The American company aims at tailoring its global product to the needs of Africa. It will first focus on Ghana and Nigeria.
On April 12, Twitter announced expanding its presence in Africa by opening 12 new roles in Ghana.
In order to adapt to the African specificity, Twitter decided that their “teams must be more immersed in the rich and vibrant communities that drive the conversations taking place every day across Africa, and we can only do this by engaging local teams“.
Twitter is therefore going to build a team in Ghana. Although, the company has adopted a flexible remote working policy, the firm will explore opportunities in opening an office in Akra.
For Twitter officials, the choice was justified by the fact Ghana is “a champion of democracy“.
The ambition to become the leader in digital economy in Africa
Ghana is considered as a “flawed democracy” according to the Global democracy Index for 2020. Yet, the country is still positioned among the 5 best ranked African countries in a continent dominated by authoritarian regimes.
Twitter offers 12 job opportunities so far, including product, design, engineering, or marketing and communications roles.
The company will primarily focus their efforts in the West African market, especially Ghana and Nigeria, in which they will pilot the new approach of building an in-market team.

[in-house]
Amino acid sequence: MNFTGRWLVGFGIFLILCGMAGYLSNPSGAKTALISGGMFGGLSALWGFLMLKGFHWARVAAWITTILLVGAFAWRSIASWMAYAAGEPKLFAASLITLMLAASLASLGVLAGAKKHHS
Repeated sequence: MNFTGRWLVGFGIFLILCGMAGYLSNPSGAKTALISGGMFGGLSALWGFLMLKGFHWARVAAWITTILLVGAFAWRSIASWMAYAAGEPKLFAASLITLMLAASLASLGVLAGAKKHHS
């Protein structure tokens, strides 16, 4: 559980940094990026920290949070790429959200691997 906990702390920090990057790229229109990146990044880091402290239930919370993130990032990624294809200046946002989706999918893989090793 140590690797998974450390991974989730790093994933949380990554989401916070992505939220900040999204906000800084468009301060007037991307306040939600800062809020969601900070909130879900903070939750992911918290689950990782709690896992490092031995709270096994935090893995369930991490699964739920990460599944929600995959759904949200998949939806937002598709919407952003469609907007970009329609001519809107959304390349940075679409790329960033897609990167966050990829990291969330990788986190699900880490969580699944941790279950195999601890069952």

Being chosen by the American tech company is good news for Ghana, a country that ambitions to be the leader in the digital economy in Africa by 2028.
Moreover, if 43% of Ghana’s population is an Internet user, above the African average, it is still much lower than Nigeria (73%).
Start of a controversy in Nigeria
And in Nigeria, some complained about the Nigerian government being unable to influence Twitter to chose their country as the African headquarters.
Tolu Ogunlesi, special assistant on digital to President Buhari said, on Twitter, that it was “not even that big a deal” arguing that Microsoft, Facebook or Google had already invested in Nigeria.
Nigeria is also only the 110th country in the Global Democracy Index.
Similar to Norway investing in Ghana’s digital training facilities, Twitter will also contribute to local communities such as The HackLab Foundation which focuses on advancing tech education in Africa.
In fact, a World Bank report in 2019 considered that “only a few Ghanaians have the requisite digital skills experience […] to establishing a successful and inclusive digital economy“.
Media sources and useful links:
- Establishing Twitter’s presence in Africa, Twitter, April 2021
- Global democracy has a very bad year, February 2021, The Economist, Restricted access
- Norway Invests in Ghana’s Digital Future. Why?, Newsendip, March 2021, Free access
- Ghana Digital Economy Diagnostic, The World Bank, 2019, Free access
- Tolu Ogunlesi, Twitter, Free access